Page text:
Vascular Plants of North Carolina
Account for Thicket Creeper - Parthenocissus inserta   (Kerner) Fritsch
Members of Vitaceae:
Members of Parthenocissus with account distribution info or public map:
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Section 6 » Family Vitaceae
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Author(Kerner) Fritsch
DistributionThe SERNEC website shows a specimen record for Transylvania County (in the southern Mountains). Recently (2010) found in Polk County, in the extreme southwestern Piedmont. These are major range disjunctions to the south and east of the main range. Weakley (2018) considers the Polk record as natural; however, there likely will always be some question as to the provenance of a species being recorded in a state where not previously found in adjacent states (VA and TN).

This is a northern and western species, found mainly south to PA, WV, MO, and central TX. There is a record from eastern VA (Weakley 2018), though it might not be a native population. The NC observer/collector believes the population in Polk County is of natural occurrence.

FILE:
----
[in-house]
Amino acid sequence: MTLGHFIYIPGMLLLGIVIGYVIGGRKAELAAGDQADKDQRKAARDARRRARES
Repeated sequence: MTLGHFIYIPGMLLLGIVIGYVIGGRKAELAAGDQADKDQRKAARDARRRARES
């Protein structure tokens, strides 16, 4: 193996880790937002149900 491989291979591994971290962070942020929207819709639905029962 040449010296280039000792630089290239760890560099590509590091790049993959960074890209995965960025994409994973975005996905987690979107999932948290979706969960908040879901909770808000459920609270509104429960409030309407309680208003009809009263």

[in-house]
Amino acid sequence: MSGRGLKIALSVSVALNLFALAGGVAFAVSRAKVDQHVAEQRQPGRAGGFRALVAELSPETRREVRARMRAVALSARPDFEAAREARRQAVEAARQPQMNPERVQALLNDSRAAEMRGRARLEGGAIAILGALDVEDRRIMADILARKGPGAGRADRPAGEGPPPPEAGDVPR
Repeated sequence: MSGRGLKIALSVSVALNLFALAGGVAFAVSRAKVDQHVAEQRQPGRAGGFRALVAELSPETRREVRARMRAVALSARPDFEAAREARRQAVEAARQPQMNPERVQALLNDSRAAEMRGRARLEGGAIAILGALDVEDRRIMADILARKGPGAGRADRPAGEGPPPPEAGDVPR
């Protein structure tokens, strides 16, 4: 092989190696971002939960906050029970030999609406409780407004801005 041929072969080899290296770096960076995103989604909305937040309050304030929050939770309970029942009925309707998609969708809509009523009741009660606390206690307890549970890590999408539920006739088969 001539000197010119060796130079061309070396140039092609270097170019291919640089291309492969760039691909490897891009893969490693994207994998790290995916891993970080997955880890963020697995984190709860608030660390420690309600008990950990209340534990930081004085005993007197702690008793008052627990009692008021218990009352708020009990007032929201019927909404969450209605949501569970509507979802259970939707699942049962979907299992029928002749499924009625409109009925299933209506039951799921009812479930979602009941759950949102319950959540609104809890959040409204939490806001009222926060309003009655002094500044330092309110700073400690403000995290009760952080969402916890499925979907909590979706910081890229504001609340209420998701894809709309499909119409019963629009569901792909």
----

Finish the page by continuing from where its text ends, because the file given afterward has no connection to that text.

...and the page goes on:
AbundanceExtremely rare, known from just a single site in Polk County and apparently a single site in Transylvania County. It is considered as State Significantly Rare.
HabitatThe Polk County site is a rich, high pH bottomland forest. In its normal range, it favors moist or rich bottomland forests and thickets.
PhenologyBlooms and fruits in June and July.
IdentificationThis is a high-climbing woody vine, with deciduous leaves very much like those of the very common P. quinquefolius. The five leaflets tend to be shiny above (and thus making the leaflets look a bit thicker or more evergreen-looking); Virginia Creeper has leaves with little or no gloss above. The inflorescence of this species does not have a distinct main axis, and as a result the axis branches into several nearly equal branches, and these into other nearly equal smaller branches. The result is that the inflorescence of this species is corymbiform (flattened to gently rounded), often wider than long; Virginia Creeper has a panicle of flowers and fruit that is longer than wide. As this species is only known from one site in the state, and Virginia Creeper is so common, it is highly likely that most people would overlook this rare species; thus, calling a Parthenocissus as a Virginia Creeper in NC is almost always justified.
Taxonomic CommentsSome references name this species as P. vitacea. Perhaps as many or more references have named the species as P. inserta – including Weakley (2018). Old references had the species in another genus, as Cissus verticillata.

Other Common Name(s)False Virginia Creeper, Woodbine, Grape Woodbine, Hiedra Creeper
State RankS1
Global RankG5
State StatusSR-P
US Status
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B.A. SorrieWilkes-Barre, PA, 2014, roadside thicket. TransylvaniaPhoto_natural

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